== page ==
How Ira Glass Does Money (For His Show, and For Himself)
Gotta announce my biases from the start: I adore Ira Glass, in a celebrity-idol kind of way. I got to meet him, once, and for about three minutes he asked me questions about my life and then really listened in that way that few people do, in a way that seems improbable given that I waited in the book-signing line for nearly two hours while other people also had their three minutes of personal listening-time with Mr. Glass.
Yesterday, “This American Life” left P-R-I, Public Radio International, and I bet you’re already hearing the same lyrical fillip that accompanies those solemn words, because those of us who are “This American Life” fans have heard them so many times.
Now, TAL will be distributed over PRX, the Public Radio Exchange, an “online marketplace for distribution, review, and licensing of public radio programming.”
In other words: “This American Life,” like many Americans, now has to earn money on its own, on the online marketplace.
Here’s what The New York Times notes about how this change will affect TAL:
Gone are a distributor’s financial guarantees, which in the case of “This American Life,” reached seven figures. Instead, Mr. Glass will now be responsible for the show’s marketing and distribution, as well as for finding corporate sponsors. It’s the equivalent of Radiohead’s releasing its own album “In Rainbows,” or Louis C. K.’s selling his own stand-up special — except all the time, for every show.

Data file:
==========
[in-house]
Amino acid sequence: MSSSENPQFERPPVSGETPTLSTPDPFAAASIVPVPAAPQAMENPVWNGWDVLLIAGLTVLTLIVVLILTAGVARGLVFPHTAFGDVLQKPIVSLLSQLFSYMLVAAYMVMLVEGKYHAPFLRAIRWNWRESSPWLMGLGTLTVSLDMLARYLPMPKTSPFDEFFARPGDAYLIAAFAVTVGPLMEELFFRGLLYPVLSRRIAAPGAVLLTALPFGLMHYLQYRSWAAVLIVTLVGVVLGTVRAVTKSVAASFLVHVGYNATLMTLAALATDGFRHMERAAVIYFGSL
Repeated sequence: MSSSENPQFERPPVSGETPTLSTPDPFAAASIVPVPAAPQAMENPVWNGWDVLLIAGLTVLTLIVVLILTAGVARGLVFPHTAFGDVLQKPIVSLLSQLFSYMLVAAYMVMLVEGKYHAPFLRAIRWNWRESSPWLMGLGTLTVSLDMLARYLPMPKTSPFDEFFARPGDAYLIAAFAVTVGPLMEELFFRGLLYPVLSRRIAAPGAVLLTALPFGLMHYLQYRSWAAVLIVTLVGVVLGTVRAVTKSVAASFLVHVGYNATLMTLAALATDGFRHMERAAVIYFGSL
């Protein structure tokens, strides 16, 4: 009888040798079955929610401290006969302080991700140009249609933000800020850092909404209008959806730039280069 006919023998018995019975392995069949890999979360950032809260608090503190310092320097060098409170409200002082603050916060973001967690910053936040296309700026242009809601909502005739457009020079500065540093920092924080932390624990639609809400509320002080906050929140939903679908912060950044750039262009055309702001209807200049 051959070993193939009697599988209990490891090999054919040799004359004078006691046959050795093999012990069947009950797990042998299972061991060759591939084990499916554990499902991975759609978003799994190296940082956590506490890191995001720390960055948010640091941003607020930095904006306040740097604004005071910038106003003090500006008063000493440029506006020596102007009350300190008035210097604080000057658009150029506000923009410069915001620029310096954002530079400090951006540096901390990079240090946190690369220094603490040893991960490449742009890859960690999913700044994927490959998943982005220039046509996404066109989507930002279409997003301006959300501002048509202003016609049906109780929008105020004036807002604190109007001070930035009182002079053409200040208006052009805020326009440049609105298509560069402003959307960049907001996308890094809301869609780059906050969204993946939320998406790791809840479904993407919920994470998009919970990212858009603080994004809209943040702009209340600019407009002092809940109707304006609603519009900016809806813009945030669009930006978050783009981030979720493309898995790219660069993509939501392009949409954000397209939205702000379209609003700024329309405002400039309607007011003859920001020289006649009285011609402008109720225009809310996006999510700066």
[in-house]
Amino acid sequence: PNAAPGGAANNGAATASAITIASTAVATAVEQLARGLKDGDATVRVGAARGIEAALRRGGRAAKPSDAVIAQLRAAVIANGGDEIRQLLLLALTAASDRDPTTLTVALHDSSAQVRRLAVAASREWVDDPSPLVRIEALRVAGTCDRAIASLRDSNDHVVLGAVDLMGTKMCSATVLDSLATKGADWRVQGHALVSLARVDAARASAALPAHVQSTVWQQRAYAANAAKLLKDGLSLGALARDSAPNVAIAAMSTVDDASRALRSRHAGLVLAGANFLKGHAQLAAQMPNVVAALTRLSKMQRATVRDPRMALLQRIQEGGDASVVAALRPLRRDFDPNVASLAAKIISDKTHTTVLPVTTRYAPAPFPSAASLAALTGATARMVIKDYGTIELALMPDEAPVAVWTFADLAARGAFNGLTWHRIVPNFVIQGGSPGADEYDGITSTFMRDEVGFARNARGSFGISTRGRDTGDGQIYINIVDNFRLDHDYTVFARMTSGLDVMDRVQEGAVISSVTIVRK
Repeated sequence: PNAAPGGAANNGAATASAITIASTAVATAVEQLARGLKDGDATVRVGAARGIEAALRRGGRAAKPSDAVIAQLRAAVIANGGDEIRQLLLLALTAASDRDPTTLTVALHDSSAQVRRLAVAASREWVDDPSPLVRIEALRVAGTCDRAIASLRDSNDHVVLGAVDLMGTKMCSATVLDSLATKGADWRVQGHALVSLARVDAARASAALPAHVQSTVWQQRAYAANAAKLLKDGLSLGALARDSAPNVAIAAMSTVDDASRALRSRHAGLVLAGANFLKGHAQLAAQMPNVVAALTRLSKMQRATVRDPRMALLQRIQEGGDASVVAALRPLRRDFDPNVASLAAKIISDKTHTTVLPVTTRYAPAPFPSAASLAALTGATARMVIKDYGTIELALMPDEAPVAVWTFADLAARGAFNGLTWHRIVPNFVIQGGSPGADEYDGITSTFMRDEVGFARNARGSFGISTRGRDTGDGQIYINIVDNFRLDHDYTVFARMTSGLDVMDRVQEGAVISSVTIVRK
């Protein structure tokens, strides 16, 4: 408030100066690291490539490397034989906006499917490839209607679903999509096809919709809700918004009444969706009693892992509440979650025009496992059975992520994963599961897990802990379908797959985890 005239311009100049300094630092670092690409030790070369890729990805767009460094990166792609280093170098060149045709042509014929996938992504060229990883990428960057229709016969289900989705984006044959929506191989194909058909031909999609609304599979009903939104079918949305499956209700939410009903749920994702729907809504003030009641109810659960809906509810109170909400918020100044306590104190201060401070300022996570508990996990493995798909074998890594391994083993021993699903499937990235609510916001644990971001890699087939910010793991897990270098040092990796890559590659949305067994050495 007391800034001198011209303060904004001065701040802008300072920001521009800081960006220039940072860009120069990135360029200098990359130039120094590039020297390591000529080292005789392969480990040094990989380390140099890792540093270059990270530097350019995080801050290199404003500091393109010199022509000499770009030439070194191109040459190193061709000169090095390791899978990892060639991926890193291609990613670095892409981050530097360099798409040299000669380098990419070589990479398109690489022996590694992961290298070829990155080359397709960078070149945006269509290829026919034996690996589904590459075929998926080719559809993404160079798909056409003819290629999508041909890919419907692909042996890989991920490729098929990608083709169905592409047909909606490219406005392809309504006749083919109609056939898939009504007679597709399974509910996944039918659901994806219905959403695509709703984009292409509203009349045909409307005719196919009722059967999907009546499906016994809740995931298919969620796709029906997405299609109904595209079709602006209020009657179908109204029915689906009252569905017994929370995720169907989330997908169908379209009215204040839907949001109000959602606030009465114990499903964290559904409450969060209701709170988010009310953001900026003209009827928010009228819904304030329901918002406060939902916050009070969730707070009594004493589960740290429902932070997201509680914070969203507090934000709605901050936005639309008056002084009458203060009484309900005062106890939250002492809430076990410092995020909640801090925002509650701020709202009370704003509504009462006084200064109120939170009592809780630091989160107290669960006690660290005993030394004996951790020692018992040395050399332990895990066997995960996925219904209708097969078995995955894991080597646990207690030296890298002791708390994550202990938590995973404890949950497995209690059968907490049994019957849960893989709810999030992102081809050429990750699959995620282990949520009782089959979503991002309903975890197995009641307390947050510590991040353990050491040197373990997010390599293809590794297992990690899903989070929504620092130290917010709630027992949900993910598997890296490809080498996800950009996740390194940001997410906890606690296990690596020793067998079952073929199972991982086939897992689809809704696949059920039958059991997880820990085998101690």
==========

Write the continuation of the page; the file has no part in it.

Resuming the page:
I guess I really should pay them $5 for the video version of “The Radio Drama Episode.”
Of course, Ira Glass & Co. having to find corporate sponsors for TAL isn’t quite like me looking for new writing clients, nor is it precisely like Radiohead asking fans to pay for “In Rainbows.” (It’s more like asking a few corporate sponsors to become patrons for “In Rainbows” so other people can listen for free.)
And then the NYT article drops this:
His discomfiture about earning money extends to himself. Mr. Glass’s own salary, while healthy, is relatively modest considering his stature. Still, he remains self-conscious about it. In recent years, he took home about $170,000 in compensation and benefits — commensurate with the senior producers on his show — a figure that went up to $278,000 in fiscal year 2013 at the direction, he said, of the WBEZ board.
But then, “feeling weird about it,” he asked to lower his salary the following year, to $146,000, he said. “Then this year, I asked to lower it again,” he wrote in an email. “It’s still a lot of money.”
But it’s not enough to pay for his life in New York. Two years ago, he and his wife, Anaheed Alani, who works at the fashion commentator Tavi Gevinson’s site, Rookie, bought a 950-square-foot one-bedroom apartment in Chelsea for $1.2 million. (They share it with their rescue pit bull, Piney.) To pay for it, Mr. Glass, who already works 60- to 70-hour weeks, began booking speaking engagements at a breakneck pace. He earns five figures per talk, proceeds from which, he said, account for the bulk of his income.
(Somehow I’m feeling less badly about my studio apartment, if Ira Glass and his wife only live in a one-bedroom.)
And that’s a story I’d really like to see on TAL: the show is hugely successful but it might not raise enough money to fund itself; Ira Glass himself is ridiculously successful but he’s taking on side gigs to pay the bills.
This American Life, indeed.
Photo: Peabody Awards